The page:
These are examples, lists, links to case studies, and personal accounts of places that have
characteristics of people-oriented places. After all, my People Places site promises information about people-oriented places. Readers should ask: Where are they? Show me the city!
Well, the real world is not like theory. In truth, there are very few places in the world where
human beings are given precedence over automobiles and where urban planning and architecture are designed
around people as opposed to functions.
I include places that have at least tried
to make places more people-friendly or are pursuing policies that integrate multi-modal transit and mixed use developments into planning.
60 of the World's Great Places
This list is presented by Project for Public Spaces, a group that works to create and sustain public places that build communities.
Some examples: Balboa Park in San Diego, CA; Country Club Plaza in Kansas City, MO; Covent Gardens in London;
and Staples Street Bus Station in Corpus Christi, TX.
These places are meant to serve as examples and guides. I hope that some of the qualities of these places can be infused into the everyday environments of people everywhere.
Richard Florida's Creativity Index. This index claims to measure the power of a city to draw members of the creative class, members of which Florida claims are the key to economic growth. This list, to me, indicates a way to think about fine-grained amenities and aesthetics that people enjoy, as opposed to mammoth sports stadiums and downtown malls. I think Florida's qualitative research into what attracts young people to cities sheds light on what makes cities great. See his books Cities and the Creative Class and The Rise of the Creative Class.
Top Creativity Index ranking for regions of over 1 million:
There is a List of Carfree Places at Wikipedia.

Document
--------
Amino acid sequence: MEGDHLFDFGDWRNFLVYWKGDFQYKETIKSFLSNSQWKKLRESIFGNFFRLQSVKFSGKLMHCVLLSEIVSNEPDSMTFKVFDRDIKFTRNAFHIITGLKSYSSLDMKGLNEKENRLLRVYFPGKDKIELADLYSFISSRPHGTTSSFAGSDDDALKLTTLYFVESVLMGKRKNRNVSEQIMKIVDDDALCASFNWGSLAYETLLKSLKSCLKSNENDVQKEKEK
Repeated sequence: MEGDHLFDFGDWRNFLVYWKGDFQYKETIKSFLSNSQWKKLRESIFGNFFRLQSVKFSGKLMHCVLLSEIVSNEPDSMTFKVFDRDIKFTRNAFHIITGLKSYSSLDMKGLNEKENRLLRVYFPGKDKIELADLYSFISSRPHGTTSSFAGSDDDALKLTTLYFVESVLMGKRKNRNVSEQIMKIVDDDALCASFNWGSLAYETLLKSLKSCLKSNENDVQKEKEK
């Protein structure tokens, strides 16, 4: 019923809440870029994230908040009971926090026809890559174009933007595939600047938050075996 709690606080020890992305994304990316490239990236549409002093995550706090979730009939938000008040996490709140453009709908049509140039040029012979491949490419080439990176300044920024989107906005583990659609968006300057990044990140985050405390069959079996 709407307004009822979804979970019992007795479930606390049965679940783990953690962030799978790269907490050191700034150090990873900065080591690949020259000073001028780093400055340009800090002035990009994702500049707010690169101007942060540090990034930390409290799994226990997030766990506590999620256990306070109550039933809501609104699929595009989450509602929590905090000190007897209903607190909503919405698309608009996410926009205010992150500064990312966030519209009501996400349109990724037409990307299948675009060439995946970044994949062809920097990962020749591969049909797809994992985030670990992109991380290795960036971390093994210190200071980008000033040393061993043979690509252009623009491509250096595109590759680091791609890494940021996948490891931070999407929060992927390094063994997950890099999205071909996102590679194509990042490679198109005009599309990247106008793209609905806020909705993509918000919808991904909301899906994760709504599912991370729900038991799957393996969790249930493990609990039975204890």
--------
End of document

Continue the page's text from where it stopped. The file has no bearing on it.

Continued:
Most of these car-free areas are in the center of European cities or island or resort areas.
This list includes areas that have limited automobile access (otherwise this list would be extremely short).
This information can shed light on what pedestrian-only and pedestrian-oriented areas look like.
"Best Places to Live" lists. I'm skeptical about "best places to live" rankings because they place an assumed value on things like climate, cultural attractions, sports teams, and other amenities of a place. Everyone wants and values different things, so you shouldn't take any of these best places rankings as absolute, unless you strongly agree with the values placed on the ranked items. You are probably better off making your own ranking at a Web site that allows you to place your own value on amenities and characteristics of a place (see, for example, FindYourSpot.com or the Find your Best Place survey of Sperling's Best Places).
Cities / Neighborhoods
These are specific cities and projects within cities that support various ideals of people-oriented places.
Many are oriented toward ecologically-sound, sustainable development.
Others are oriented toward New Urbanism ideals.
A home zone is a pedestrian and cyclist-oriented group of streets where motorists are encouraged, through traffic calming and other features, to drive safely.
This site includes a directory of home zones in the United Kingdom.
Network of ecovillages with emphasis on ecologically, economically, and culturally sustainable future.
Includes a directory of ecovillages.
A subset network, Urban Ecovillage Network, has an urban emphasis.
On the opening page of People Places, I switch out various photos that visually capture what I mean by "people-oriented places." These are places that I've visited and really enjoyed. Click the thumbnail photo for a bit larger image.
Millennium Park, Chicago, Illinois, USA. An urban park can be a vibrant, interesting place with activities oriented around music, art, gardens, sculpture, skyline admiring, walking, food, and people watching. (See more photos.)
State Street, Madison, Wisconsin, USA. This street serves as the main cultural axis of the capital city of Wisconsin and shows how a bus-only street can operate (cars do cross State Street at intersections) with a canopy of trees, cafes, restaurants, stores, and cultural centers. Unfortunately, panhandlers exploit this public space and harass pedestrians. (See more photos.)
Graben Strasse, Vienna, Austria. In the pedestrian streets near Saint Stephan's, transit stations below support pedestrian-only streets above with cafes, shops, people, balloons, and dogs. This is a touristy section of the city, but it shows what a pedestrian-only area supported by underground transit looks like and how people do enjoy it. And the Trzesniewski sandwiches around the corner!
I'd like to list here articles or links to articles in which people describe experiences about where they live and how it supports people-orientation.